Content By Chad Kymal

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By: Chad Kymal

With the advent of the internet, cloud, and electronic workflows, what is the future of documented management systems? Do we continue with a structure of quality manual, processes, work instructions, and forms and checklists? How do we imagine the future of documented management systems?

For enterprise and site documentation, there’s a need for all entities, from site to department to individuals, to have their own documented management system structure. The documented management system should be a repository of organizational knowledge, in the form of documentation, records, projects, audits, dashboards, customer and/or interested party needs and expectations, calibration data, and much more. How is this possible?

Furthermore, documented flows should give way to virtual electronic workflows that help implement and sustain an integrated management system.

Chad Kymal’s picture

By: Chad Kymal

Organizations in the automotive and related industries such as steel, plastics, and semiconductors have been heavily influenced by automotive industry standards and practices like IATF 16949, advanced product quality planning (APQP), failure mode and effects analysis (FMEA), and production parts approval process (PPAP). These are collectively called “Core Tools” and include measurement system analysis (MSA) and statistical process control (SPC).

During the last 10 years, a significant number of new technologies has been introduced in automobiles, including autonomous breaking, auto lane change, adaptive cruise control vision systems, and various sensor-operated alerts. Soon, more than 50 percent of a new car’s value will be found in its electronics (i.e., semiconductors) and software (see figure 1).


Figure 1: Automotive electronics cost as a percentage of total car cost worldwide from 1950 to 2030

Chad Kymal
By: Chad Kymal, Gregory F. Gruska

During the early 1980s, GM, Ford, and Chrysler established the Automotive Industry Action Group (AIAG), a not-for-profit organization with the mission “To improve its members’ competitiveness through a cooperative effort of North American vehicle manufacturers and their suppliers.” In the late 1980s, U.S. automotive suppliers, through the auspices of the American Society for Quality (ASQ), approached the VPs of purchasing for GM, Ford, and Chrysler and explained the burden of multiple standards that were being imposed on the supply base. Not only where there multiple OEM standards, there were hundreds of tier one standards as well.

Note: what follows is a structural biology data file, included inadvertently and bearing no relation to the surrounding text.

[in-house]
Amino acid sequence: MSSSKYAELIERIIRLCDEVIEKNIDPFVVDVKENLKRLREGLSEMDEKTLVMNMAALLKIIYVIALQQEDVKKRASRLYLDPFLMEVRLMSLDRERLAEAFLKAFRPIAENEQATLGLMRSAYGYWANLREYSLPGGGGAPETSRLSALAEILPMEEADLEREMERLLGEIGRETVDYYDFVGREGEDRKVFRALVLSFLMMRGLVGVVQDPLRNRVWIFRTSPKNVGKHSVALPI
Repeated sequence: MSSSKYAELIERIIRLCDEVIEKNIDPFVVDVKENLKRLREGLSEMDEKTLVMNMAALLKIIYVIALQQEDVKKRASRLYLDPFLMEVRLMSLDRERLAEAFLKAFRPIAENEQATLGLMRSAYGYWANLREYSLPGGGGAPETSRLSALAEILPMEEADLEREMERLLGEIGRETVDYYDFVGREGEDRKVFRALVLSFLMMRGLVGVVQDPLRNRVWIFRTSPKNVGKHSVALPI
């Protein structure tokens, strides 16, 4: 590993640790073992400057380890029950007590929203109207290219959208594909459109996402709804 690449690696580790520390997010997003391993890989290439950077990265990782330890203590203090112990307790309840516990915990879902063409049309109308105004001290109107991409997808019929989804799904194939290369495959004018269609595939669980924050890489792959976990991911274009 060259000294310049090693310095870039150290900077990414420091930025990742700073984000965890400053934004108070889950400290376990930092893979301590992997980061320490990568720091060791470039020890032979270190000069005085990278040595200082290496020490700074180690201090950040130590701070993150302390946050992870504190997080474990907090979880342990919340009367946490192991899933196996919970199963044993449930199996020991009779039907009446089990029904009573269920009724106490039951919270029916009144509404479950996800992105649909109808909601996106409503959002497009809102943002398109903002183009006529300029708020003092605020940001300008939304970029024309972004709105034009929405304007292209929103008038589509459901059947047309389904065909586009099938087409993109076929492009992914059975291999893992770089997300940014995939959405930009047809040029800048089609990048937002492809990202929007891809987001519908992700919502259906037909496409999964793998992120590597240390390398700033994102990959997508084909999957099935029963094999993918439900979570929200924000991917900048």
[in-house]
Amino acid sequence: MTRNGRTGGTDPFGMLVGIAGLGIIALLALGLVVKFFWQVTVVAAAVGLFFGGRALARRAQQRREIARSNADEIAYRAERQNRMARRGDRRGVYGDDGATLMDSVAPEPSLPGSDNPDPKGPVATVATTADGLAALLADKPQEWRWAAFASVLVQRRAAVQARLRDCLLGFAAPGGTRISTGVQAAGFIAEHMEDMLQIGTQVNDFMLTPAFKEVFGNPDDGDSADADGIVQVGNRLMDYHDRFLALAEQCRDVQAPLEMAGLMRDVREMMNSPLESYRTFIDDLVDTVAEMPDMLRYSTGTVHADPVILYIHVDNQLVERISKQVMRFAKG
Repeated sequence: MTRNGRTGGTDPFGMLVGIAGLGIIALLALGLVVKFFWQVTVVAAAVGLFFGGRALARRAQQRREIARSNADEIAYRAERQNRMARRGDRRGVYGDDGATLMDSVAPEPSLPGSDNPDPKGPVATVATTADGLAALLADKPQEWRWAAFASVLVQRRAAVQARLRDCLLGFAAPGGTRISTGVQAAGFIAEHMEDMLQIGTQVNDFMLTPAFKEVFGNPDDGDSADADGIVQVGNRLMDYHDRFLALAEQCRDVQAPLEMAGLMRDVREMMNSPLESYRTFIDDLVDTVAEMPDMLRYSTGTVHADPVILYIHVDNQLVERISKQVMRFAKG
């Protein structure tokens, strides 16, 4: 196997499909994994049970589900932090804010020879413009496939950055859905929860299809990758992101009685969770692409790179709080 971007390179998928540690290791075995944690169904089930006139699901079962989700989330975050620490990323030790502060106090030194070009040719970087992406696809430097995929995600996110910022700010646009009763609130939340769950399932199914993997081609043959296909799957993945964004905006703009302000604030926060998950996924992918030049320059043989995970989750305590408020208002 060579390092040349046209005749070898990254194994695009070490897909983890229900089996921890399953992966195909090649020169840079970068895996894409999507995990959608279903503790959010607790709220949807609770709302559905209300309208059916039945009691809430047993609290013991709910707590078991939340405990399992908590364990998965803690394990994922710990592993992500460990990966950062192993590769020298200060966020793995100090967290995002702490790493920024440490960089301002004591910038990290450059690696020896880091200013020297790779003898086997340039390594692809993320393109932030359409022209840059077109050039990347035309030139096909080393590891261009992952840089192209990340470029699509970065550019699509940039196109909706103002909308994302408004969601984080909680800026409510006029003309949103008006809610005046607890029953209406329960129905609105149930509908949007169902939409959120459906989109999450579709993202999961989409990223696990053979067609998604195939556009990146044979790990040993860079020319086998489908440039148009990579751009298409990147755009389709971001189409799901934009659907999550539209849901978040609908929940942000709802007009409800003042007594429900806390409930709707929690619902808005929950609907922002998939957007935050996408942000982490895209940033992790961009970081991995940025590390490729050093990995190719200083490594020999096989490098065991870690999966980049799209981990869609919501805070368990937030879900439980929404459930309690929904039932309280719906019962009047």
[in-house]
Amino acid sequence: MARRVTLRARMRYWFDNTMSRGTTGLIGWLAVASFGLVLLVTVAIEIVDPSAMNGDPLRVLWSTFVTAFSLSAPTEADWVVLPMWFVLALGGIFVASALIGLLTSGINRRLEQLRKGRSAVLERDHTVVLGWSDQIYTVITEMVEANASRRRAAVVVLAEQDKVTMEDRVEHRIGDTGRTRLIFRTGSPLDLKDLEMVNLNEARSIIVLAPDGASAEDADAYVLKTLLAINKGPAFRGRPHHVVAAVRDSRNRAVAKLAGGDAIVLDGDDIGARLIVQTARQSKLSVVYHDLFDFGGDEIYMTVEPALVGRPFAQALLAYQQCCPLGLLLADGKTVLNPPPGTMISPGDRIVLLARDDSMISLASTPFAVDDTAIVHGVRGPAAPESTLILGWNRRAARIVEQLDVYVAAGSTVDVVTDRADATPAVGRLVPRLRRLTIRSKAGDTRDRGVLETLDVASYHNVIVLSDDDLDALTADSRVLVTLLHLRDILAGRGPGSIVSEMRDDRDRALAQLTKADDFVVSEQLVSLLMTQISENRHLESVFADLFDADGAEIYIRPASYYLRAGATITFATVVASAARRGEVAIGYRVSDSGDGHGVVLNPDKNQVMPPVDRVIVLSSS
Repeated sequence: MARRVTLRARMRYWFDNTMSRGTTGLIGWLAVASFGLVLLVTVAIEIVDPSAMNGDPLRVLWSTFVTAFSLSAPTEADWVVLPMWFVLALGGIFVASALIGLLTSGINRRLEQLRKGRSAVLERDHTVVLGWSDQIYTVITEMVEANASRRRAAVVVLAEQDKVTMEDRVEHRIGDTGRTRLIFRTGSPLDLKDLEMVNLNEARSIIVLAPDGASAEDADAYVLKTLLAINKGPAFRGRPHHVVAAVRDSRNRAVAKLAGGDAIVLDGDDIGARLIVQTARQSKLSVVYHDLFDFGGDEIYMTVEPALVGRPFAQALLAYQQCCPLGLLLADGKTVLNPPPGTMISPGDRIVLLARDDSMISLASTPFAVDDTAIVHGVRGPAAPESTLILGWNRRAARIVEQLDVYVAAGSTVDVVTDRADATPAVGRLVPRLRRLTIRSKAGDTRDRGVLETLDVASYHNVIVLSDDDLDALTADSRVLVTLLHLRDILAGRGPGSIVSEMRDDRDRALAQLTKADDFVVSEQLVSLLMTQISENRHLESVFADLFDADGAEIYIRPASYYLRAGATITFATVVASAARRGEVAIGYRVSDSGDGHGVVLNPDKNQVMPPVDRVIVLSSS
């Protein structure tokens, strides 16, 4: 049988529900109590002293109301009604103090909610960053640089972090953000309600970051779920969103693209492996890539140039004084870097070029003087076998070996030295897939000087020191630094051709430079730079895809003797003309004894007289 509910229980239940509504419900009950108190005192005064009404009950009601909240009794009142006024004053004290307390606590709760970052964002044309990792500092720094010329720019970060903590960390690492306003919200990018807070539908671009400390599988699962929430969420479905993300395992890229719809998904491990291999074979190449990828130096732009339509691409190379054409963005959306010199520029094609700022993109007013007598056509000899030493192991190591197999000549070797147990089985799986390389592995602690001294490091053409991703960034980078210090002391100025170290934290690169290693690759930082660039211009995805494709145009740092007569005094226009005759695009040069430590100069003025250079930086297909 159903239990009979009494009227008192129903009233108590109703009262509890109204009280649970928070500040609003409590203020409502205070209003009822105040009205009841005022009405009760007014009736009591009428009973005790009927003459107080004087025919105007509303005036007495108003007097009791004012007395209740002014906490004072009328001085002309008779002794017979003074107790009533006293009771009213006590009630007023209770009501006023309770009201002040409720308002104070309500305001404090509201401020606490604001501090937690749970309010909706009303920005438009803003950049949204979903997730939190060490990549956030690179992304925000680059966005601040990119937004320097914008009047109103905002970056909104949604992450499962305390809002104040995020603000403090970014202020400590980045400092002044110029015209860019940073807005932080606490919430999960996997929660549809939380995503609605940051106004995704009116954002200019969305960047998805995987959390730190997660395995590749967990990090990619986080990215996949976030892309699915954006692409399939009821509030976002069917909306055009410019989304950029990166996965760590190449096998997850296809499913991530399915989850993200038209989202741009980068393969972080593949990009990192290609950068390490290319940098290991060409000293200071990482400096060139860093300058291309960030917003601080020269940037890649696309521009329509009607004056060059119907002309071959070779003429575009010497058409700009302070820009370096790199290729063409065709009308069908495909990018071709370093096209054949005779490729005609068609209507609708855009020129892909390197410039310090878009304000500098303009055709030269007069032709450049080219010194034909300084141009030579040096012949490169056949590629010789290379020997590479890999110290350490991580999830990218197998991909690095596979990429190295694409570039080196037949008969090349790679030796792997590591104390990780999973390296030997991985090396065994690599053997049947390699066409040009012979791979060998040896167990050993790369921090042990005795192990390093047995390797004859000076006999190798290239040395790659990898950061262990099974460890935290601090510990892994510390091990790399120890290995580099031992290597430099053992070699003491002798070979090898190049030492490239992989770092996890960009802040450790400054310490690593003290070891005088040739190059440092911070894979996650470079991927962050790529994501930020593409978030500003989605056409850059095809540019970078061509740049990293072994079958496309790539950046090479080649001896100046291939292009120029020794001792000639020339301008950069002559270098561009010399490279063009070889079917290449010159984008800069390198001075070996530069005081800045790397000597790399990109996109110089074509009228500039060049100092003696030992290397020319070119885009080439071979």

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By: Chad Kymal

When we think about IT security, we typically think about the large hacks that were reported in the press. When viewed as a whole, we can understand the magnitude of lost data. It’s no surprise that these hacks are what come to mind when we think about information security.

The table below shows some of the largest hacks that occurred this century. The number of accounts affected range in the millions.

Greatest Security Breaches, 2003–2018, Ranked


Company

Accounts Hacked

Date of Hack

Yahoo

3 billion

Aug. 2013

Marriott

500 million

2014–2018

Chad Kymal’s picture

By: Chad Kymal

Omnex began working in the automotive industry by assisting Ford powertrain suppliers in 1986. The U.S. automotive industry’s Big Three used GM’s Targets for Excellence, Ford’s Q 101, and Chrysler’s SQA standards to qualify its supply bases. The automotive industry was making deep reductions in its supply bases based on the results of these assessments and other factors. Though many on the Omnex team at that time came from General Motors, Ford’s Q 101 was the standard that really received our attention. This is the standard that many automotive suppliers used to guide them on their path to improvement.

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By: Chad Kymal

There is a proliferation of management system standards and requirements globally. These management system standards are either customer or industry mandated. Many standards are becoming a requirement for doing business.

For example, ISO 9001 is a quality management system (QMS) standard with industry-specific versions such as IATF 16949 for automotive, ISO 13485 for medical devices, and AS9100 for the aerospace industry. ISO 14001 is an environmental management system (EMS) standard, and ISO 45001, an occupational health and safety management system (OHSMS) standard. All of these either already are, or are quickly becoming, threshold standards for doing international business.